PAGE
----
Robot.txt Files

One of the things that excited me most about the development of the web is the increase in learning resources. When I went to college at 19, it was exciting to find magazines, get access to thousands of dollars of textbooks, and download open-source software.

The things computers are designed to explain in our marketing world are:

Search queries – especially those that look more like programming constructs than natural language queries such as [site: -inurl: www]

On-site part of setting up analytics – setting custom variables and events, adding virtual pageviews, modifying e-commerce tracking, and so on

Robots.txt syntax and rules

Creates HTML links, meta page information, alt attributes, etc.

Skills like Excel formulas that many of us find an important part of our day-to-day work

I am slowly building a codec-style interactive learning environment for all these things for our online training platform DistilledU, but most of them are only available to paid members. I thought it would be a good start in 2013 to pull one of these modules from behind the paywall and let the SEOmoz community overcome it. I chose robots.txt because our in-app response is showing that it is one of the ones people learned the most from.

Also, despite years of experience, I came to know a few things I did not know as I wrote this module (especially about the precedence of various rules and the interaction of wildcards with explicit rules). I hope it is useful to many of you – beginners and experts alike.

An interactive guide to Robots.txt

Robot.txt file

Robots.txt is a plain-text file found at the root of a domain (eg It is a widely accepted standard and allows webmasters to control all types of automated consumption of their site, not just search engines.

In addition to reading about the protocol, robots.txt is one of the more accessible areas of SEO because you can access the robots.txt of any site. Once you complete this module, you will be sure to value the robots.txt files of some large sites (for example Google and Amazon).

For each of the following sections, modify the text in TextRas and see them in green when the correct answer is found.

Original boycott

The most common use case for robots.txt is to block robots from accessing specific pages. The simplest version applies rules to all robots along a line by saying user-agent: *. The subsequent lines have specific exclusions that work cumulatively, so the codes below prevent the robot from accessing /secret.html.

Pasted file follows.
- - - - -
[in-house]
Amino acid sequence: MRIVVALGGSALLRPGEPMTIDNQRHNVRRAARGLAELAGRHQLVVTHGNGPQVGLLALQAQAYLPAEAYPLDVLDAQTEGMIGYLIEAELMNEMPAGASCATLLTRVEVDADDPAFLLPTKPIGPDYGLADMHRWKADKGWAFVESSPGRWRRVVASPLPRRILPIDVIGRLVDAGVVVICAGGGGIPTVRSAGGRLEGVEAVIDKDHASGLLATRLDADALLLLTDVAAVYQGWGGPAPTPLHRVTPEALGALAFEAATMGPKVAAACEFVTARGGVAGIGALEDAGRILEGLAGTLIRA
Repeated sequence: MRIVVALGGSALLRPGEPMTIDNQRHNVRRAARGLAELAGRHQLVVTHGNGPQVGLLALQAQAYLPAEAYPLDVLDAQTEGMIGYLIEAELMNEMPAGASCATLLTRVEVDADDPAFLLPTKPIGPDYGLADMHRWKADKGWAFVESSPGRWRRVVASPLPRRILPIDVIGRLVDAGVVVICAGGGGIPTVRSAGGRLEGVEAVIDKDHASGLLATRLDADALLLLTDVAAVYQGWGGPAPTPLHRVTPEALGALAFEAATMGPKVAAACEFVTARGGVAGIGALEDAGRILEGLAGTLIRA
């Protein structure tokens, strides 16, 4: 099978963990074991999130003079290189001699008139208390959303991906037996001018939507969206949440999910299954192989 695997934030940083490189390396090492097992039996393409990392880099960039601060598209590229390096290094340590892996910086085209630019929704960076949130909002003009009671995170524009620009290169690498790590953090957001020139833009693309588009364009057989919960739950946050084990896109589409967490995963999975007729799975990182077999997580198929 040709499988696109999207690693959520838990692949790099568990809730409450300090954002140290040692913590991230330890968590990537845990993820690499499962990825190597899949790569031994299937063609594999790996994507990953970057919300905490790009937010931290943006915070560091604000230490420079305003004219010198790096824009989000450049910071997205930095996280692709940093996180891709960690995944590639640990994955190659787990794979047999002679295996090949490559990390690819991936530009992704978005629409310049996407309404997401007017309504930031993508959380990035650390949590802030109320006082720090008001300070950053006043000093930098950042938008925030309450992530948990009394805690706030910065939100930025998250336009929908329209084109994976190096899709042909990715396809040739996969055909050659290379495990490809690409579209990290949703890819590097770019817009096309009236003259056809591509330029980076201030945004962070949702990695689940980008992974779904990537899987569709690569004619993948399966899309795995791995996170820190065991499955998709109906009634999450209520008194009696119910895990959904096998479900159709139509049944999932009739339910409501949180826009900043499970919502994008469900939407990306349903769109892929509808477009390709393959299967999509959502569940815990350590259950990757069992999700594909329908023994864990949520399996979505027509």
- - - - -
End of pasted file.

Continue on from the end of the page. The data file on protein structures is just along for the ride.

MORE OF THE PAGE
Add another rule to block access to /secret2.html other than /secret2.html.

Consumer Agents: *

Disallow: /secret.html

Skip directories

If you end an exclusion command such as a trailing slash (“/”), such as disallowed: / private / then everything within the directory is blocked.

Modify the exclusion rule below to block a folder named incognito instead of page secret.html.

User-agent: * Disallow: / secret.html

Allow specific path

In addition to rejecting specific paths, the robots.txt syntax allows specific paths. Note that the permission to use the robot is the default state, so if there are no rules in a file, all paths are allowed.

The primary use for permission: instruction is to ride more than normal: instruction. The preceding rule states that “[path] will trump the less specific (shorter) rule based on the length of the entry. The order of precedence is undefined for rules with wildcards.”

We will demonstrate this by modifying the exclusion of / incognito / folder with permission: rule permission /secret/not-secret.html. Since this rule is long, it will take precedence.

User-agent: * Disapproved: / secret /

Restrictions for specific user agents

All the direction work we have done has been equally applied to all robots. It is specified by the user-agent: * which starts our command. Instead of *, however, we can design rules that apply only to specifically named robots.

Replace * with Googlebot in the example below to create a rule that applies only to Google’s robots.

User-agent: * Disapproved: / secret /

Add multiple blocks

It is possible to have multiple blocks of commands targeting different sets of robots. The robots.txt example below will allow Googlebot to access all files except in the / secret/directory and it will block all other robots from the entire site. Note that because Googlebot has a set of explicitly targeted instructions, Googlebot will completely ignore all robots’ intended instructions. This means that you cannot make your exclusions based on common exclusions. If you want to target the designated robot, each block must specify all its rules.

Add a second block of instructions targeting all robots (User-agent: *) that blocks the entire site (rejected: /). This will create a robots.txt file that blocks the entire site from all robots except Googlebot which can crawl any page except those / incognito / folder.